SAN ANTONIO – Editor’s note: This is the first story of a new season of ‘New You’, a revamped Health and Wellness segment focused on sharing unique initiatives around the city that might inspire you to become you best version of yourself.
When Lisa Holloway was growing up, she says words like “self-care” and “mental health” weren’t things she was exposed to. Instead, she was taught to work and work hard.
As a claims analyst supervisor, Lisa said she spent most of her profession putting in overtime -- working on holidays, weekends and after hours.
“I worked so hard that I neglected my health and wound up in the hospital. I kept putting off things because ‘I have to go to work.’ I wanted to be the good employee and didn’t notice the signs and symptoms of a serious health condition,” she explained.
For Lisa, all signs were pointing to stress -- even her dentist and her Facebook friends knew the answer.
“I used to clench my jaw when I was stressed and I saw my dentist and she said, “Are you stressed? Do you notice when you do this?” she said. “Stress management is something you have to really work on so that it doesn’t start to affect you mentally, physically, emotionally, and even socially and spiritually.”
In early 2019, Lisa took action by researching ways to manage her stress. Then in October of that year, she felt called to share her newfound skills with her co-workers and peers. For about five months, Mindful Peace Self-Care Institute was seeing clients in person. But when the pandemic hit, so much changed for Lisa and her business. She was forced to go virtual but in return ended up reaching a much wider audience with clients in places like North Carolina and the Bahamas. But as Lisa herself struggled working from home, she picked up meditation.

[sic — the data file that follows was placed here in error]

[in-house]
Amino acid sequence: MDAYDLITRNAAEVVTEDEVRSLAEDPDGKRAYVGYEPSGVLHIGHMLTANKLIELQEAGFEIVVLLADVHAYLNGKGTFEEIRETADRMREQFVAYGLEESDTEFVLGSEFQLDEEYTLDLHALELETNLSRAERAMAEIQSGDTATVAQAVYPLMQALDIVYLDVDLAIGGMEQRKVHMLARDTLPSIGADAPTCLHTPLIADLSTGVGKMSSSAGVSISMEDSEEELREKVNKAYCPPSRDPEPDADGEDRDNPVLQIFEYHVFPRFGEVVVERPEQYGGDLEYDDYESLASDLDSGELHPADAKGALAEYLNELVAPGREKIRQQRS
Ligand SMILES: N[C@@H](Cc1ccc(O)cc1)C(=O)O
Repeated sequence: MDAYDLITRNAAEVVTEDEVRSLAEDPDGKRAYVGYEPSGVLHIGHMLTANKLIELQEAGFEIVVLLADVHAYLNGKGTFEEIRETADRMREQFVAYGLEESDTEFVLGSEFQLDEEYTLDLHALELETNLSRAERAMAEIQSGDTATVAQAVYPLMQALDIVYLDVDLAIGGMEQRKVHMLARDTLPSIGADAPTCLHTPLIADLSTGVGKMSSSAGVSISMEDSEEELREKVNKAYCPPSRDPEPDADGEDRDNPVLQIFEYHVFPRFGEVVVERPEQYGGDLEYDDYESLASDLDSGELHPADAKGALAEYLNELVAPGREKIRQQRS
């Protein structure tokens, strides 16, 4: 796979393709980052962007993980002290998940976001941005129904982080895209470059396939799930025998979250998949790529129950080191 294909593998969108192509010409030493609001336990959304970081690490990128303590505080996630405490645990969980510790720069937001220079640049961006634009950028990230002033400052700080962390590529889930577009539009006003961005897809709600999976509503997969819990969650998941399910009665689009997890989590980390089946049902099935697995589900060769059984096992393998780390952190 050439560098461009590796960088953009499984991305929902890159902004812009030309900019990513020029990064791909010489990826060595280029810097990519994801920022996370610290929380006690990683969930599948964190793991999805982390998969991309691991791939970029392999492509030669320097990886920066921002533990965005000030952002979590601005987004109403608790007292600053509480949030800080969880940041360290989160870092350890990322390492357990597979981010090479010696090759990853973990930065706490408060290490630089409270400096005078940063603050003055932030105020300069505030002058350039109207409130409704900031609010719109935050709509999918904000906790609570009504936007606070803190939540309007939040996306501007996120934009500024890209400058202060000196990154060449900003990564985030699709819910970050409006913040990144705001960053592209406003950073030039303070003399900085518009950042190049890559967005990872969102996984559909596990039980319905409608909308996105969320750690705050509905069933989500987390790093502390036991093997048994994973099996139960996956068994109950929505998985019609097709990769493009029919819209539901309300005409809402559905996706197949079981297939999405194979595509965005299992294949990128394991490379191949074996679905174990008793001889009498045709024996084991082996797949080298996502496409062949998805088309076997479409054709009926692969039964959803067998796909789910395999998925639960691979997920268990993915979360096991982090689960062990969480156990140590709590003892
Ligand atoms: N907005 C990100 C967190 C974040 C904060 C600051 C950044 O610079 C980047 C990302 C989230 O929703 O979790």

“Once I learned about meditation, it’s like my mind just exploded,” she said. “I really need to do this with my clients because it actually was one of the tools that I use myself for stress.”
Lisa uses guided, mindful and imagery meditation to help her clients decompress and has an in-depth questionnaire to help determine which method is best for each.
She was also eager to share some simple tips everyone can start to implement in their lives in order to establish a good work/life balance:
- Establish boundaries -- especially if you are working from home. She urges everyone to turn off your phones and computers and shut your office door when you are off the clock. Be sure everyone knows when you can and cannot be reached.
- Take your paid time off -- “There is nothing wrong with taking a break, a mental health day just to reset yourself, do something fun.” She says that can be as simple as getting a massage or taking a walk.
- Delegate-- You don’t have to do everything yourself. Lisa says you shouldn’t be afraid to let others handle certain tasks -- especially if that’s part of their job.
For more tips and details on Lisa’s services, visit Mindful Peace Self Care Institute.
WATCH BELOW: Talli Dolge, KSAT mental health contributor, gives more tips on managing work and home:
The clip above was part of our ‘New You’ virtual townhall, a conversation with health and wellness experts on all things fitness, nutrition, mental health and body image. Missed it live? No problem. Watch the full video here.